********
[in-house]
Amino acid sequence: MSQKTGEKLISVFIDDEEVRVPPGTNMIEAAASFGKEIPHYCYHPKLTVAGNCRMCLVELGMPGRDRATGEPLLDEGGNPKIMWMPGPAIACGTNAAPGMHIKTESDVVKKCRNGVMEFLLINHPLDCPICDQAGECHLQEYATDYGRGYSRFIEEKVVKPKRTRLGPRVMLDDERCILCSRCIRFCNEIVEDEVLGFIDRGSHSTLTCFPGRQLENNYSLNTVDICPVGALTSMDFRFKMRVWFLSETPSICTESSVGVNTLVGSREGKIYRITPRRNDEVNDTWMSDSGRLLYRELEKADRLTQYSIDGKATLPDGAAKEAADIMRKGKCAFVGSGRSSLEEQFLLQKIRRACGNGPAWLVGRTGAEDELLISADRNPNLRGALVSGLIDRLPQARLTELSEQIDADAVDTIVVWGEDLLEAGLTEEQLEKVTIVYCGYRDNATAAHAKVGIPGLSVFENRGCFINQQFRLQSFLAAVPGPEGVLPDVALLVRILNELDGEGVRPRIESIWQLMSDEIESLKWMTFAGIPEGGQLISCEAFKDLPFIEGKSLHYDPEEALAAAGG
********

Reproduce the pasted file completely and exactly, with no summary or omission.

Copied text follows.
[in-house]
Amino acid sequence: MSQKTGEKLISVFIDDEEVRVPPGTNMIEAAASFGKEIPHYCYHPKLTVAGNCRMCLVELGMPGRDRATGEPLLDEGGNPKIMWMPGPAIACGTNAAPGMHIKTESDVVKKCRNGVMEFLLINHPLDCPICDQAGECHLQEYATDYGRGYSRFIEEKVVKPKRTRLGPRVMLDDERCILCSRCIRFCNEIVEDEVLGFIDRGSHSTLTCFPGRQLENNYSLNTVDICPVGALTSMDFRFKMRVWFLSETPSICTESSVGVNTLVGSREGKIYRITPRRNDEVNDTWMSDSGRLLYRELEKADRLTQYSIDGKATLPDGAAKEAADIMRKGKCAFVGSGRSSLEEQFLLQKIRRACGNGPAWLVGRTGAEDELLISADRNPNLRGALVSGLIDRLPQARLTELSEQIDADAVDTIVVWGEDLLEAGLTEEQLEKVTIVYCGYRDNATAAHAKVGIPGLSVFENRGCFINQQFRLQSFLAAVPGPEGVLPDVALLVRILNELDGEGVRPRIESIWQLMSDEIESLKWMTFAGIPEGGQLISCEAFKDLPFIEGKSLHYDPEEALAAAGG